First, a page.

So – there you have it. ANT tells us that objects are part of social networks, though we generally ignore this fact as it is not necessary for us to function. My experiences with Google Docs suggest that ANT is right when it says that.

* I annotated a pdf (from my Google Drive) of the published (2008) copy of Law’s paper using a tool called The annotations can be found here. I used Greg’s instructions to do this.

This entry was posted in #rhizo14, #rhizo15, ANT, Learning, Rhizomes, Writing and tagged , , , . Bookmark the permalink.

8 Responses to Google Docs and ANT

  1. scottx5 says:

    Not sure if this relates to Latour but causality is often miss-identified before the fact. Our recent election here in Alberta was predicted to go in many different directions yet the results, though predicted by some were a strange stew of factors that may never assemble again. The unknown causes from before the election ONLY appear in the dis-assembly of the outcomes and I wonder if Latour chose everything as actors to be sure we can see as many likelihoods and not omit anything.
    For a long time I’ve worried about the confidence we have in the human ability to design things, I think we see a science in planning that causes us to assume that this follows that and in the process miss the human talent to adapt our way through. By trying to cover all details we give the impression of knowing in advance and also sort out those things that seem unlikely.
    Your tools are an extension of yourself. They enable your presence in the world and by necessity become part of you. The ‘failure’ of software can feed right back into the parts of your thinking it displays.

  2. Greg says:

    Hey Nomad,

    Great post. Two issues with and the way I set it up:

    1. It would be easier for everyone to annotate the draft from the weblink in your post rather than one if your Google Drive.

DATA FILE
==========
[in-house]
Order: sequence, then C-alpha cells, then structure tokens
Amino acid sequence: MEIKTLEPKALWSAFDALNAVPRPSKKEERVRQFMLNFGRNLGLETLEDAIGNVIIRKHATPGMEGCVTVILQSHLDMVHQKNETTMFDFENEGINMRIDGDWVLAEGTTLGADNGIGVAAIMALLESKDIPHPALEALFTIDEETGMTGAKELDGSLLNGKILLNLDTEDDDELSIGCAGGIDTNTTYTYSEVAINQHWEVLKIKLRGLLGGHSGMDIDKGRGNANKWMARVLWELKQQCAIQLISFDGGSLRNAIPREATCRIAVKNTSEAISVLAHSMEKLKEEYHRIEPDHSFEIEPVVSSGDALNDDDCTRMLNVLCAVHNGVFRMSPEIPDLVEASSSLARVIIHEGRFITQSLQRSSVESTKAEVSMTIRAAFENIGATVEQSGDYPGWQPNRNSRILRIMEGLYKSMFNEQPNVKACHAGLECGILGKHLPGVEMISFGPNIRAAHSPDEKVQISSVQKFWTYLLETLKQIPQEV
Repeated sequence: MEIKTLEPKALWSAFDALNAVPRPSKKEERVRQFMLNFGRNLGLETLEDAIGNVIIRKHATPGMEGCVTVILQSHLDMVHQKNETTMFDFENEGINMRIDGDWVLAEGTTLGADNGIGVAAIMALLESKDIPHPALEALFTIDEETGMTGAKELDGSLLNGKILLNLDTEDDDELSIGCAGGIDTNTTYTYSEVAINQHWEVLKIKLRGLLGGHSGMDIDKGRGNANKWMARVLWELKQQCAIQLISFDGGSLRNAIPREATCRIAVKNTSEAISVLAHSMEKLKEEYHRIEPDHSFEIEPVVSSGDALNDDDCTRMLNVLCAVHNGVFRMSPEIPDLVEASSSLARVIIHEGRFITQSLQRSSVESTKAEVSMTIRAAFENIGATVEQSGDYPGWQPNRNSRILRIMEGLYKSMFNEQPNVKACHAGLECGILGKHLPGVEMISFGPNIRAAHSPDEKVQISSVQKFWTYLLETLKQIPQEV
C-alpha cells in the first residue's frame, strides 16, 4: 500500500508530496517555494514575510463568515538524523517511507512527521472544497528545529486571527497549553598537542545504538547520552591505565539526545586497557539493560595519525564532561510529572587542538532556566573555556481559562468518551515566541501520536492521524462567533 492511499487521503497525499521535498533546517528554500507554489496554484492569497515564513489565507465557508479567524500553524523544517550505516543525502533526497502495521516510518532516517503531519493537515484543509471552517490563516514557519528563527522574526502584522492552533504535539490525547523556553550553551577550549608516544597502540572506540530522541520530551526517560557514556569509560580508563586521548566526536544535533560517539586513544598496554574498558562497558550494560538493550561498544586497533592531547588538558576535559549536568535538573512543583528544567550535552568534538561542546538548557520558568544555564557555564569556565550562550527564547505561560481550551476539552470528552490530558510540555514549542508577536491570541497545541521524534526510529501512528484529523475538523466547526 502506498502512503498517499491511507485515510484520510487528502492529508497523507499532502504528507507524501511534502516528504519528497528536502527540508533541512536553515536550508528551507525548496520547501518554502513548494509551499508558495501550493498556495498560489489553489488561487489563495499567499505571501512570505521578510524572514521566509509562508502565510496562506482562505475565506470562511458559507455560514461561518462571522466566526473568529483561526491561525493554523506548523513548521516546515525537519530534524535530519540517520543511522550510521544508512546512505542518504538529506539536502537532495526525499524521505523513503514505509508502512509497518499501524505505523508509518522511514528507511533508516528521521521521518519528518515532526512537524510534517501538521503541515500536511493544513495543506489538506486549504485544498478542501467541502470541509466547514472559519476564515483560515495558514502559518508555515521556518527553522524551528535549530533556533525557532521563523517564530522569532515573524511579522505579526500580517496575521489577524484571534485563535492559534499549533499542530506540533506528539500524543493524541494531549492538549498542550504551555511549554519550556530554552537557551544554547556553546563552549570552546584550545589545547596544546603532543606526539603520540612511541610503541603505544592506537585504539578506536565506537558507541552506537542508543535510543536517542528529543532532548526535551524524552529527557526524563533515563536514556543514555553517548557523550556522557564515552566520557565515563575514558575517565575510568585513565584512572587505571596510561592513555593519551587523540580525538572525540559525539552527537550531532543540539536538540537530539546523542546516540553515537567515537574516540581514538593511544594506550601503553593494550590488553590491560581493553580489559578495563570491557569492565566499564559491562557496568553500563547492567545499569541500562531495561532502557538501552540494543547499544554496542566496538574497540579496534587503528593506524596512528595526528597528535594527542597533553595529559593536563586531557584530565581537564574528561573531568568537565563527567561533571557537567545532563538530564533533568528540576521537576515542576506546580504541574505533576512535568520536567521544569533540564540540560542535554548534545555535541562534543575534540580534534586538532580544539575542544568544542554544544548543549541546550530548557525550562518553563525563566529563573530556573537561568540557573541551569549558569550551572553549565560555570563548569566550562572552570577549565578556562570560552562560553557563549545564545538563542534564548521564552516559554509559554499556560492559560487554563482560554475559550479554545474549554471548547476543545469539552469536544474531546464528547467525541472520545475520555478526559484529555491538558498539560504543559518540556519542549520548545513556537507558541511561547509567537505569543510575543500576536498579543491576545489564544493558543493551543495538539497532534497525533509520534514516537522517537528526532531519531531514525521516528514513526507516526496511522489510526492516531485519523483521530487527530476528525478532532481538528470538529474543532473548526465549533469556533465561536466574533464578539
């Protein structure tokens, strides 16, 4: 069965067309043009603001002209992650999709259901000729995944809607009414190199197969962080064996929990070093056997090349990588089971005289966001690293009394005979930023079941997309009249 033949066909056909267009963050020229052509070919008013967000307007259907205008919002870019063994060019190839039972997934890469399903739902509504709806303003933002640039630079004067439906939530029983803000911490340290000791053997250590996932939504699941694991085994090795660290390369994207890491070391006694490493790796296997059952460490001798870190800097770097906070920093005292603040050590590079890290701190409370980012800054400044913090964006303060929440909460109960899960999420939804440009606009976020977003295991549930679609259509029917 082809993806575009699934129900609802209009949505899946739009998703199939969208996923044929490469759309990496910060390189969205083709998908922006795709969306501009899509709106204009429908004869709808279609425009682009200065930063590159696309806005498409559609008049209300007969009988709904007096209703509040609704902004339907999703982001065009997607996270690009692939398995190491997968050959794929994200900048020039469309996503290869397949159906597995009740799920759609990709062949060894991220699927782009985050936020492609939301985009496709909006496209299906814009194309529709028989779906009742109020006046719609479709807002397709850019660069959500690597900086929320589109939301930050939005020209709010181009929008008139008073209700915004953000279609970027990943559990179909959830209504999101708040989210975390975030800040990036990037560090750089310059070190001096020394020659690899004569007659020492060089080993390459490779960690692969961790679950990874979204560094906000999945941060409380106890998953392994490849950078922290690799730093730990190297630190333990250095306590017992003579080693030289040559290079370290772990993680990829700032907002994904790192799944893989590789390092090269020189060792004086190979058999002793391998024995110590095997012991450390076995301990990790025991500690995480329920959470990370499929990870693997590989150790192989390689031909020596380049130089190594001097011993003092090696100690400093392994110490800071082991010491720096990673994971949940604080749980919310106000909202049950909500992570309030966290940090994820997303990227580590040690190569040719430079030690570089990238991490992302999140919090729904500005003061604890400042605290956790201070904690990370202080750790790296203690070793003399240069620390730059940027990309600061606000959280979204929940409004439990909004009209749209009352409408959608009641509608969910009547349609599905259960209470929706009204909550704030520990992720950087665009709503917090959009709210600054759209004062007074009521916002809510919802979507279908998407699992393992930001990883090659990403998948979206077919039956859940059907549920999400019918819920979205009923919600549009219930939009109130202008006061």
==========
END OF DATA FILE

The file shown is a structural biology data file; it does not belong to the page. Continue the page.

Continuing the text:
2. Since you already annotated that one you can make the link public and we can download and annotate locally.

    3. If you annotated locally as well we can see your annotations.

    The Google Drive stuff is hard. I will try to work on a clearer tutorial.

    I am excited to learn more about ANT.

  3. Greg says:

    What I really take away from this is the idea of different user interfaces and experiences across devices. I agree this isn’t good.

  4. Pingback: Actor- Network Theory and Google Docs | Things Education

  5. Can you talk more about swarming here? I think this notion may itself be an interesting example for the actions of the actor-network itself.

    • NomadWarMachine says:

      I think you’re right, Jeffrey. I’ve been re-reading Law (2008) and thinking that the heterogeneity of the rhizome is similar to this, as Law himself goes on to say:

      “Precarious relations, the making of the bits and pieces in those relations, a logic of
      translation, a concern with materials of different kinds, with how it is that every-
      thing hangs together if it does, such are the intellectual concerns of the actor
      network tradition.” Law 2008 p145.

      I’ll blog separately about it later.

  6. Pingback: My love/hate relationship with email – a #rhizo ANT post | Rebecca J. Hogue